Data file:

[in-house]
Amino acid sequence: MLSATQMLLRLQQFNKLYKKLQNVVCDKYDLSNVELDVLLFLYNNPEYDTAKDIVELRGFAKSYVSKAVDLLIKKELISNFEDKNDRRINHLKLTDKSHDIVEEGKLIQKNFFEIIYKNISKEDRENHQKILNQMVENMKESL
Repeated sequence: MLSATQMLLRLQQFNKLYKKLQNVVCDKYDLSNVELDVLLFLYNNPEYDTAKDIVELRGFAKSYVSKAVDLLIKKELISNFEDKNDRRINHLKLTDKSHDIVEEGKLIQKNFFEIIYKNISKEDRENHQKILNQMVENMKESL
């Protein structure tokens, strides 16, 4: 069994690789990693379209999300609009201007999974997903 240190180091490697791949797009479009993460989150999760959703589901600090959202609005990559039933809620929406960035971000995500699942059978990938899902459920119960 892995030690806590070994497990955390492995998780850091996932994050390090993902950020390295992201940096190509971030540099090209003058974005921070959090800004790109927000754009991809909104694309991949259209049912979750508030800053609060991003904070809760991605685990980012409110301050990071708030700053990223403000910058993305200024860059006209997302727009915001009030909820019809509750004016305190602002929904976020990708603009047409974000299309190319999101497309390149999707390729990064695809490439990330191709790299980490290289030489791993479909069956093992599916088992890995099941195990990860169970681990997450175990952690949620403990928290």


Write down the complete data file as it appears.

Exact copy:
[in-house]
Amino acid sequence: MLSATQMLLRLQQFNKLYKKLQNVVCDKYDLSNVELDVLLFLYNNPEYDTAKDIVELRGFAKSYVSKAVDLLIKKELISNFEDKNDRRINHLKLTDKSHDIVEEGKLIQKNFFEIIYKNISKEDRENHQKILNQMVENMKESL
Repeated sequence: MLSATQMLLRLQQFNKLYKKLQNVVCDKYDLSNVELDVLLFLYNNPEYDTAKDIVELRGFAKSYVSKAVDLLIKKELISNFEDKNDRRINHLKLTDKSHDIVEEGKLIQKNFFEIIYKNISKEDRENHQKILNQMVENMKESL
């Protein structure tokens, strides 16, 4: 069994690789990693379209999300609009201007999974997903 240190180091490697791949797009479009993460989150999760959703589901600090959202609005990559039933809620929406960035971000995500699942059978990938899902459920119960 892995030690806590070994497990955390492995998780850091996932994050390090993902950020390295992201940096190509971030540099090209003058974005921070959090800004790109927000754009991809909104694309991949259209049912979750508030800053609060991003904070809760991605685990980012409110301050990071708030700053990223403000910058993305200024860059006209997302727009915001009030909820019809509750004016305190602002929904976020990708603009047409974000299309190319999101497309390149999707390729990064695809490439990330191709790299980490290289030489791993479909069956093992599916088992890995099941195990990860169970681990997450175990952690949620403990928290």